NCPA - National Center for Policy Analysis


March 23, 2005

The best arguments for Social Security personal accounts are actually being made by opponents, says Investor's Business Daily (IBD).

In a recent issue, the New Republic's Jonathan Chait passionately argues that Democrats should resist any temptation to support President Bush's reforms because they would be extremely popular and successful. As a result, Chait warns liberals that as support for expanding personal accounts builds in Congress, it would decrease for traditional Social Security. Personal accounts therefore represent an existential threat to FDR-style big-government liberalism.

Furthermore, says Chait:

  • Once a group of voters has been given a property right by Washington, they will never allow it to be taken away; thus, the individual rights will be a ratchet, one that can be expanded but never contracted.
  • Supporters of personal accounts understand that any concessions they make now to help create accounts can be legislated away in the future, while personal accounts can not.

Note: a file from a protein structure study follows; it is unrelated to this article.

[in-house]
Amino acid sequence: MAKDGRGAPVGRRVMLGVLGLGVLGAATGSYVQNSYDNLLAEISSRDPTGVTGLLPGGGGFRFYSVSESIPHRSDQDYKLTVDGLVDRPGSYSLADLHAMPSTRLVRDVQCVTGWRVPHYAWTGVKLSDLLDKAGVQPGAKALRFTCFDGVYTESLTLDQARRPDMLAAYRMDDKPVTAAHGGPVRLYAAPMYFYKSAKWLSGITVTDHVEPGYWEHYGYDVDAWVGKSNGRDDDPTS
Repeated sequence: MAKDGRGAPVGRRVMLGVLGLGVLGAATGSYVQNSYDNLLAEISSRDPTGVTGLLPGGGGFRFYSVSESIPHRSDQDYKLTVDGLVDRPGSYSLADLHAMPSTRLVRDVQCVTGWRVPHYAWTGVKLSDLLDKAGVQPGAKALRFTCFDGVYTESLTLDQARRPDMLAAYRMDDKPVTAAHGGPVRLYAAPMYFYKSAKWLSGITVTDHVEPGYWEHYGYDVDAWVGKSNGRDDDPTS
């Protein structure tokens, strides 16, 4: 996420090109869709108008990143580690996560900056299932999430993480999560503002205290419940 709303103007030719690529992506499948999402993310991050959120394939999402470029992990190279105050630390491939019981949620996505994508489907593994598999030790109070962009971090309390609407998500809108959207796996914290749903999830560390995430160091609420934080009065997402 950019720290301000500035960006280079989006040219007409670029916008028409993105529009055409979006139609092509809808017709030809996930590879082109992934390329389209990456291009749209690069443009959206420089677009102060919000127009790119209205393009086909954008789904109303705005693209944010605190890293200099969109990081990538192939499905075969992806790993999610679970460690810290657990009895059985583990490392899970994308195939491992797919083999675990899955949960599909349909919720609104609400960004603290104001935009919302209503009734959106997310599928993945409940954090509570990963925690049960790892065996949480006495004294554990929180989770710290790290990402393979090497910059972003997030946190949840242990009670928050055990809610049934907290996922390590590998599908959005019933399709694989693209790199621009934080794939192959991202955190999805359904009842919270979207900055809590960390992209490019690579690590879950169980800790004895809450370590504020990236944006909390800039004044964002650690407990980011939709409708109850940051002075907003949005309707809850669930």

• Waiting until the last minute to fix Social Security is not such a bad idea; in 1983, Congress waited until the very eve of insolvency to act, and a very responsible bipartisan solution emerged.

Essentially, Chait is arguing that liberals must oppose personal accounts because people would like them, be able to save better for retirement and think less of Big Government, all the while pretending that there is no problem with Social Security.

Indeed, says IBD, the real reason why liberals oppose personal accounts is because they are scared of what it could mean for liberalism, not what it could mean for Social Security.

Source: Editorial, "An Existential Threat," Investor's Business Daily, March 16, 2005; and Jonathan Chit, "Blocking Move: A Principled Case for Obstruction," New Republic, March 21, 2005.


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